Deadlock on long-term fisheries plans: MEPs send strong message to Council

The European Parliament takes the conflict with the Council over multi-annual fisheries management plans one step further and postpone an important vote in order to impress upon the Council the need to unblock legislation suspended in some cases already for three years.

“The position of the Council is a real shame, blocking any advance on the negotiation of multi-annual plans and looking for alternatives to avoid discussing in co-decision with the Parliament. This is something we are not going to tolerate”, said Gabriel Mato Adrover (EPP, ES), chair of the Fisheries Committee.

The vote in plenary which has been postponed on request of the rapporteur Pat the Cope Gallagher (ALDE, IE) on behalf of the Fisheries Committee concerns a legislative resolution to prolong the validity of the range of rules governing how and where fishermen may fish, which expire end of this year (“Proposal on conservation of fishery resources through technical measures for the protection of juveniles of marine organisms amending Regulation (EC) No 850/98″, which was scheduled for plenary vote 22 november 2012).

“This is maybe the first of many reports on which the Parliament may have to take a firm stance against the Council until they are willing to enter into meaningful talks to resolve this dispute which is ongoing for three years”, said Pat the Cope Gallagher (ALDE, IE).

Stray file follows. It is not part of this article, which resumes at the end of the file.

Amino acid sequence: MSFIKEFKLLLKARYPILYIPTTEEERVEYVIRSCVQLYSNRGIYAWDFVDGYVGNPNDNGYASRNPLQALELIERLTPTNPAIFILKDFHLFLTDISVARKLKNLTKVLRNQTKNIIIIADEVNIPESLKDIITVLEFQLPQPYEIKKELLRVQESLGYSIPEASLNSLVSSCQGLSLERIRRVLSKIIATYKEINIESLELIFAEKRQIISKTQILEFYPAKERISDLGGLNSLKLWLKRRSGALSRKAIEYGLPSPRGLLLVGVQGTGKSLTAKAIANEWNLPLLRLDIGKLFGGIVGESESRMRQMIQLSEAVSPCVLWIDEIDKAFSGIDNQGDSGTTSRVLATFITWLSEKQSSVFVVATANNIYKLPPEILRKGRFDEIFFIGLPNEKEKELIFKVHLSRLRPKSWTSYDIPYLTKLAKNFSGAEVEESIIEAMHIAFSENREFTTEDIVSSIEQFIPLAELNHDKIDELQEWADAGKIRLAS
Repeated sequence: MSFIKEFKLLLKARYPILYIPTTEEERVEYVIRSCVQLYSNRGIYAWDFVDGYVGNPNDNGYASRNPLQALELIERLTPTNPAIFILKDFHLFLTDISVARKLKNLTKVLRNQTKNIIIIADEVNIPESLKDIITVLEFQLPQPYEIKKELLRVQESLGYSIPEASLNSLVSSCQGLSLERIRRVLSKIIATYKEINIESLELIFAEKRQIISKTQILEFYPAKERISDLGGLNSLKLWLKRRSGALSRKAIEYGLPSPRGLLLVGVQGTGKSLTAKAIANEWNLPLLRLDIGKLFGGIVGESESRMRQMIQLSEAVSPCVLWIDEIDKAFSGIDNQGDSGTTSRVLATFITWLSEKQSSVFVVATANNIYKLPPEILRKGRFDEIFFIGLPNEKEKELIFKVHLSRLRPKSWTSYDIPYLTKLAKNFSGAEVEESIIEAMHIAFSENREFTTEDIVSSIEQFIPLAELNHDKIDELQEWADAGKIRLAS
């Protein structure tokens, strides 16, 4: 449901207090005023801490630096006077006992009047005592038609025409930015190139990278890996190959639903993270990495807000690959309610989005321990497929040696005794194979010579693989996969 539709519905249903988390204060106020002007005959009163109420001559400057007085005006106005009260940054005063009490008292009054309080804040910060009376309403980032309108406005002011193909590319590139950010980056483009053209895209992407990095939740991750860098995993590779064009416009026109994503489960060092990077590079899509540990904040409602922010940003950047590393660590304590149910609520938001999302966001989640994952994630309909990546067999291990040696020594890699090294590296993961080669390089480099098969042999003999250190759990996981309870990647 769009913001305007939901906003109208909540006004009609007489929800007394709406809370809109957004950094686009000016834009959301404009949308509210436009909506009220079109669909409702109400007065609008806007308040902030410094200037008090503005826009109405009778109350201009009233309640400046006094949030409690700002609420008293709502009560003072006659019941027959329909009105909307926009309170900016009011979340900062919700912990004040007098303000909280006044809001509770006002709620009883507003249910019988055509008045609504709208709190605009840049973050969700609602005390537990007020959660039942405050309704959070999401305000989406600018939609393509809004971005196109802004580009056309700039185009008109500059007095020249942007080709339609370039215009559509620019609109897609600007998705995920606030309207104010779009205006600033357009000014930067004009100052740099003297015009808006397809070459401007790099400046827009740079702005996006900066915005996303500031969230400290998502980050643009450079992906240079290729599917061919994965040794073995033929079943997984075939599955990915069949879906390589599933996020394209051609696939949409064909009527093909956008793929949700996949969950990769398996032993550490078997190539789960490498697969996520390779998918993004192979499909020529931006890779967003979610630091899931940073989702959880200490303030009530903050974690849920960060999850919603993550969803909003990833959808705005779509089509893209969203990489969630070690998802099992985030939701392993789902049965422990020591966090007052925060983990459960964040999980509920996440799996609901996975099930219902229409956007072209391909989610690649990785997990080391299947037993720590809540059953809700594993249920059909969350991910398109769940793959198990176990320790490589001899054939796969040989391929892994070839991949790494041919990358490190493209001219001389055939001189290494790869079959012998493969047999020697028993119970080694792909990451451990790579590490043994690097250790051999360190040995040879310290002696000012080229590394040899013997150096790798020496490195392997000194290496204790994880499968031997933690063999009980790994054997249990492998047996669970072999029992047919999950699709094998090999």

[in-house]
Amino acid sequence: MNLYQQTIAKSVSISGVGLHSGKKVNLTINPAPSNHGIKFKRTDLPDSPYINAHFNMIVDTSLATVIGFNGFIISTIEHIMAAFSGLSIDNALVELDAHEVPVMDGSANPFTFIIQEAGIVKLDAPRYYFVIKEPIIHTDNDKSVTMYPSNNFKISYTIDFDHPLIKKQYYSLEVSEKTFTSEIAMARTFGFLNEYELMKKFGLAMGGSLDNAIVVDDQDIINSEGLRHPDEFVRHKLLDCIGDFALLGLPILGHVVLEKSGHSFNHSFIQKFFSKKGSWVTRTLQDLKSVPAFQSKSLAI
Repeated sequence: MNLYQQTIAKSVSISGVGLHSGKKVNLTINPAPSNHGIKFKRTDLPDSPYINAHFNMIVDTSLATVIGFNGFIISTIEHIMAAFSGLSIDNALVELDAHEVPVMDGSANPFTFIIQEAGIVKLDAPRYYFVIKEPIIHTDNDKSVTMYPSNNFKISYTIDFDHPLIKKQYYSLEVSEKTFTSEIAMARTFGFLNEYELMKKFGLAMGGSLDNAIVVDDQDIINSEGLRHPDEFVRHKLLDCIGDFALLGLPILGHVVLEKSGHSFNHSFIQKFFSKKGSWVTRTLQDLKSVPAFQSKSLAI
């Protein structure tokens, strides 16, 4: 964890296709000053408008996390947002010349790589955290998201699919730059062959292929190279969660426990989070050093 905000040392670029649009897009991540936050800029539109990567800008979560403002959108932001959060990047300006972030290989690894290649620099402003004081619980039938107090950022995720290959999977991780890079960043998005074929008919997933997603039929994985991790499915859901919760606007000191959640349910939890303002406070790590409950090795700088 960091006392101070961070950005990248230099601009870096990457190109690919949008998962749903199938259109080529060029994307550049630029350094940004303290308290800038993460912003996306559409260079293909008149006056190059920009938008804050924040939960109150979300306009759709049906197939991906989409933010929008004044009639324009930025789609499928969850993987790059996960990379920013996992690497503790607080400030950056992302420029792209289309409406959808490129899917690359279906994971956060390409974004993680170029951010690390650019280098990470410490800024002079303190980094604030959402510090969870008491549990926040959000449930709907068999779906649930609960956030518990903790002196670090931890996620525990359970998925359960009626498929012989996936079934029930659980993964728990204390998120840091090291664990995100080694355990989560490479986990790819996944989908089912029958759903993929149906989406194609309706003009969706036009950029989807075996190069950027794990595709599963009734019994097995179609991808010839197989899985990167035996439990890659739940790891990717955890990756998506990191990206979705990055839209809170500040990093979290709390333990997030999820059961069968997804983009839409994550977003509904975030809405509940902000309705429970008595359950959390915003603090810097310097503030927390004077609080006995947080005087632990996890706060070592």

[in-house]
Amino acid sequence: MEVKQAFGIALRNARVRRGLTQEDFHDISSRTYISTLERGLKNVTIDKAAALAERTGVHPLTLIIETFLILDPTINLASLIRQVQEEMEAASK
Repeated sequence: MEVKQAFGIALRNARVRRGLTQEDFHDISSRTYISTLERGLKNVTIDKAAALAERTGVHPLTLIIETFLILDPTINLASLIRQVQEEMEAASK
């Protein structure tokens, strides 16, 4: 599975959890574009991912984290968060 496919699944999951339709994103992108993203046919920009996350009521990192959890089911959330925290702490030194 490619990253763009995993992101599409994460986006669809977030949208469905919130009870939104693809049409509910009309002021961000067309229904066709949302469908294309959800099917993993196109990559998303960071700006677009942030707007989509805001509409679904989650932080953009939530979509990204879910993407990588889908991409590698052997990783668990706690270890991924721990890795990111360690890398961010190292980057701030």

The deadlock is the result of a conflict touching on the Parliament’s powers as co-legislator for multi-annual fisheries management plans. The Council wants to exclude the Parliament altogether from the decision-making process for certain key elements of these plans.

MEPs in the Fisheries Committee find this unacceptable since, in their view, the directly-elected European Parliament and the Council together share a joint responsibility as co-legislators for the multiannual plans. These plans are part of a broader policy aimed at protecting fisheries resources and ensuring the livelihood of communities dependent on fisheries.

These management plans include those to manage horse mackerel in the western Atlantic and the anchovy in the Bay of Biscay. The plan to protect Baltic salmon stock could suffer the same fate if the Council does not change its position, and others may follow.

Note: This article is based on a ‘press information’ text distributed by the Fisheries Committee press service.

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